An ally of former president Ferdinand Marcos, Arturo Tolentino, proclaimed himself acting president today after taking over a plush Manila hotel with the support of about 400 armed Philippine soldiers, but hours later most of the rebels left in what appeared to be a waning revolt.

The government of Corazon Aquino sent three envoys to the Manila Hotel who negotiated with the rebels for one hour around midnight. Shortly thereafter the soldiers began to leave, and by midday today only about 180 remained in the hotel.

No violence was reported and Aquino's executive secretary, Joker Arroyo, said on the radio that the government is keeping its options open in dealing with the Marcos supporters. "The expected groundswell just fizzled out," he said.

Tolentino, 75, who was Marcos' running mate in the February presidential elections, proclaimed a new government in Marcos' name, until the ousted president could return from exile in Hawaii.

Aquino, who had left the capital yesterday for a visit to the southern Philippine island of Mindanao, returned to Manila's presidential palace this morning and conferred with the military chiefs. She refused to make any statement.

In a news conference in Mindanao, Aquino told reporters yesterday that she was in control and accused Marcos of trying to destabilize her government. She said Tolentino may face sedition charges.

Her two top military leaders, Defense Minister Juan Ponce Enrile, who had stayed in Manila, and Chief of Staff Gen. Fidel Ramos, who had accompanied Aquino on her trip, quickly signaled their loyalty to her.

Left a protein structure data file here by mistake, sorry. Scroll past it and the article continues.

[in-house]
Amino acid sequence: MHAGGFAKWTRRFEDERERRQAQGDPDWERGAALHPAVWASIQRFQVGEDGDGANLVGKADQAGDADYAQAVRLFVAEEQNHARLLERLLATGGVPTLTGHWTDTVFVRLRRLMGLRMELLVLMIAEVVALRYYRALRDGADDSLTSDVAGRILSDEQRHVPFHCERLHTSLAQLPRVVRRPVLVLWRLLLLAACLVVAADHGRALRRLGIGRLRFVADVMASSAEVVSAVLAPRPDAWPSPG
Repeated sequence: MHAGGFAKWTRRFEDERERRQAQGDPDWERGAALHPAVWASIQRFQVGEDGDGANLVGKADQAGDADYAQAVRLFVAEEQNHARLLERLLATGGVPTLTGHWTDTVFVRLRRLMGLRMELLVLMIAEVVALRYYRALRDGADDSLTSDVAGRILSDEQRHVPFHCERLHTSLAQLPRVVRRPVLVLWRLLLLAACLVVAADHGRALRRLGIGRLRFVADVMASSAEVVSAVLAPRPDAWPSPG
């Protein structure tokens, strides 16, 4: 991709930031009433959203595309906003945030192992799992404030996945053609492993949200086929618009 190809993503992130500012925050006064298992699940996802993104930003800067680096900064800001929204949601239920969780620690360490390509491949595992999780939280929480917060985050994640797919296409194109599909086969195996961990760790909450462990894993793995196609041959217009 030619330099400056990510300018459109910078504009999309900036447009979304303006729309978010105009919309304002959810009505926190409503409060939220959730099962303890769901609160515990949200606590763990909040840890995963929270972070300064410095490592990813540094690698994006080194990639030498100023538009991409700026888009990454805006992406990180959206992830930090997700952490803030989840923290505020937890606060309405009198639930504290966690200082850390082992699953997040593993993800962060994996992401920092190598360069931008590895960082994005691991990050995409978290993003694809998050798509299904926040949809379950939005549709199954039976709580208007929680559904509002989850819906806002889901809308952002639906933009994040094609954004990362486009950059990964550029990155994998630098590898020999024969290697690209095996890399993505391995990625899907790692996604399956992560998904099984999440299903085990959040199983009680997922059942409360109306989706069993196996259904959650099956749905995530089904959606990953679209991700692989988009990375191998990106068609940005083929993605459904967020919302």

The takeover of the hotel began when the soldiers in military trucks and jeeps arrived at a downtown park to join an estimated 5,000 Marcos supporters holding their weekly rally. Many of the troops carried machine guns and wireless radios. They said they came either from military bases in Manila or from camps in central Luzon.

Tolentino, who was administered an oath in the hotel driveway by an ousted justice of Marcos' supreme court, immediately named an initial five-man Cabinet that included Enrile as minister of defense and prime minister.

Enrile, who also served as Marcos' defense minister before Aquino came to power, said he turned down Tolentino's offer.

Enrile and Ramos led the civilian revolt against Marcos in February that brought Aquino to power.

In Washington, the Reagan administration said it opposed a new government and reaffirmed its support for Aquino. "The United States strongly supports the government of President Aquino and is against efforts such as these to undermine it," Joe Reap, a State Department spokesman, said. A State Department official who asked not to be identified described the incident as a "tempest in a teapot."

He said there was no hard evidence linking Marcos to Tolentino's move, "but one would have to be pretty naive to think that he didn't have anything to do with it."

In Honolulu, a spokesman for Marcos said yesterday that the former president was monitoring the events closely and would go home to the Philippines as an "elder statesman" if the Aquino government were overthrown. Although Tolentino said he received a letter from Marcos which he said authorized him to act as president, Marcos spokesman Joe Lazo said Marcos had not known about Tolentino's plans in advance, United Press International reported.